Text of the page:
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This Week at NCDOT: New Board of Transportation Members and Daylight Saving Time Advice

Raleigh - The following are highlights from this week at the N.C. Department of Transportation. The stories below are also featured in NCDOT Now, the department's weekly newscast.

New Board of Transportation Members

Nine new members were sworn in to the N.C. Board of Transportation this week, bringing years of experience and commitment to serving our state.

The N.C. Board of Transportation makes decisions about statewide transportation priorities and funding allocations.

There are 19 members of the board. Fourteen represent NCDOT's geographical divisions, while five at-large members represent:

  • State ports and aviation;
  • Rural transportation;
  • Environmental;
  • Government-related finance & accounting; and
  • Mass transit.

Governor Roy Cooper appointed the new board members. They will serve four-year terms and will work with NCDOT employees to make important decisions about transportation priorities.

The board elected Michael S. Fox as its chair and Nina Szlosberg-Landis as vice chair.

"I would like to work with the secretary and the board and all of our NCDOT staff to deliver projects on time and on budget and also improve the safety on all of our modes of transportation, as well as reduce congestion and make people's lives better in North Carolina," said Mike Fox, N.C. Board of Transportation chairman.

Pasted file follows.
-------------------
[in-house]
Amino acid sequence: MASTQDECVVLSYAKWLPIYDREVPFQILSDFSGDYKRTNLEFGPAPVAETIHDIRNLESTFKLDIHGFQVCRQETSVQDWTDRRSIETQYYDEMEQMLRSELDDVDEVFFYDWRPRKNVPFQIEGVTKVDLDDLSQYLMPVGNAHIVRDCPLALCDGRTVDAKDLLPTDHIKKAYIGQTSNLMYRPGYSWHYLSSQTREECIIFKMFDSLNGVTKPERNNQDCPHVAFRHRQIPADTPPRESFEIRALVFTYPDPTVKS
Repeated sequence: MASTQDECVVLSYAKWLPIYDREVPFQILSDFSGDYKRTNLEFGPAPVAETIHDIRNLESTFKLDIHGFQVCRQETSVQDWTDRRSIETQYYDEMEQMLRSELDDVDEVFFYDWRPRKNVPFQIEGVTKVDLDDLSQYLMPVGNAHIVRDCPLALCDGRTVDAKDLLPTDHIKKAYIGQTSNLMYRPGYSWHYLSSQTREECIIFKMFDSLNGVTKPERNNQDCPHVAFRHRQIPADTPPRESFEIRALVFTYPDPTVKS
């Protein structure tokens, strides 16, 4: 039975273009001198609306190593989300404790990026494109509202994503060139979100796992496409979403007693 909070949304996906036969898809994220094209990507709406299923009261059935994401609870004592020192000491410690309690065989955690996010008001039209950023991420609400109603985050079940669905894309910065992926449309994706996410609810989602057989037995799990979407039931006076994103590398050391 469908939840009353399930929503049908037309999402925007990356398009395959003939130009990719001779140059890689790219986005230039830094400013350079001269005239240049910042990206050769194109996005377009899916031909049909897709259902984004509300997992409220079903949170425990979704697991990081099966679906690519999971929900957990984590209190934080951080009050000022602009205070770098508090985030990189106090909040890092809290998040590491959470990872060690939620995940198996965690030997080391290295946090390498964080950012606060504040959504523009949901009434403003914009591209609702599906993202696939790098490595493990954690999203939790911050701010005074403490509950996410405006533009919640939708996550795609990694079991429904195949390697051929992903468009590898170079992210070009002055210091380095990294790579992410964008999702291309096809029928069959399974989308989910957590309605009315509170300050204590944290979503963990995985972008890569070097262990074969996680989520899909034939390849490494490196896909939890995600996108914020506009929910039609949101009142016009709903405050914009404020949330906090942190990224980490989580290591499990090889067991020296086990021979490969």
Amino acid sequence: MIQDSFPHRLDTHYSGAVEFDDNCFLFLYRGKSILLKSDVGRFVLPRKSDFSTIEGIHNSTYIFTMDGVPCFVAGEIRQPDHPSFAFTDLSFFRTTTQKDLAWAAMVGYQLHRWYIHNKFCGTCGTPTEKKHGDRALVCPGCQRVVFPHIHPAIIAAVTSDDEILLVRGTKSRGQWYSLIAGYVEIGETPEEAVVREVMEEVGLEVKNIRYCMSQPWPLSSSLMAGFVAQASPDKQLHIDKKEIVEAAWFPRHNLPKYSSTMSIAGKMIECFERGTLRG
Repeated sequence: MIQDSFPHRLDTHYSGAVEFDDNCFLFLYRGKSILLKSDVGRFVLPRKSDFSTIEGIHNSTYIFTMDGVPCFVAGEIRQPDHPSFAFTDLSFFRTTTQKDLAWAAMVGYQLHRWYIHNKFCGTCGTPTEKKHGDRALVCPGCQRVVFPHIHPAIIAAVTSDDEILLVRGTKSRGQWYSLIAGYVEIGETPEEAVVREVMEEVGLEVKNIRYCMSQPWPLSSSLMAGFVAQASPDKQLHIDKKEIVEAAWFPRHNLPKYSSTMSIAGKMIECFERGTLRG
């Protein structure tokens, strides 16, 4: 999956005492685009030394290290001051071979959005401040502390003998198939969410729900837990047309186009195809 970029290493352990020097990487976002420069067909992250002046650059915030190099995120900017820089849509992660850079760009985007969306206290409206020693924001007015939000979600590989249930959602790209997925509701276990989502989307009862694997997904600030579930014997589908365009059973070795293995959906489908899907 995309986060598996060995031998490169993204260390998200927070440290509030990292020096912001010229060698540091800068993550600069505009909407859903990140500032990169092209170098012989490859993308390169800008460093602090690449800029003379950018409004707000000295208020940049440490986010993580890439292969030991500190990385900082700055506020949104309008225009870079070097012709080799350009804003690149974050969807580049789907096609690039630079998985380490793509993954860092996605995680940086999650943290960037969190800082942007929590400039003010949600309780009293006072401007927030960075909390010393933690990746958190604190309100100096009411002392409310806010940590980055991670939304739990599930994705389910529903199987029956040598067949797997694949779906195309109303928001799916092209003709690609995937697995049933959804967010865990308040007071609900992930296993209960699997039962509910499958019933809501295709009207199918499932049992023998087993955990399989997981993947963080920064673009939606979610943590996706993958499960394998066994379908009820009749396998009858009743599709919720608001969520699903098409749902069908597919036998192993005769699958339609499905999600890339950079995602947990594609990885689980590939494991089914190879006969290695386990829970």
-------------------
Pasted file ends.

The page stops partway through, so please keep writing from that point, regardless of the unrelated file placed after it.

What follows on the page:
More information about the board and its members can be found at

Daylight Saving Time

Daylight Saving Time begins Sunday, which means cyclists, drivers and pedestrians need to be alert during the morning commute.

The National Highway Traffic Safety Administration reports the change in time causes drowsy drivers to have more than 100,000 crashes each year.

The administration also estimates that the dark early morning commute results in more than 1,500 deaths and 40,000 injuries per year.

Here are some tips to keep you and others safe springing forward:

For drivers:

  • Get adequate sleep before driving and take a break every two hours on long trips;
  • Bring a passenger with you to share time behind the wheel;
  • Be aware of medications that could cause drowsiness;
  • Look for bicyclists and pedestrians along the roadway.

For bicyclists and pedestrians:

  • Wear brightly colored clothing with fluorescent or reflective gear;
  • When riding at sunrise, bicyclists are now required to have a light on the front that can be seen 100 yards away, and have a red lamp or mirror on the back;
  • Cyclists should drive in the same direction as vehicles;
  • And to see oncoming drivers, pedestrians should walk facing traffic and walk in the crosswalks, where they are more visible.


2/19/2018 7:47 AM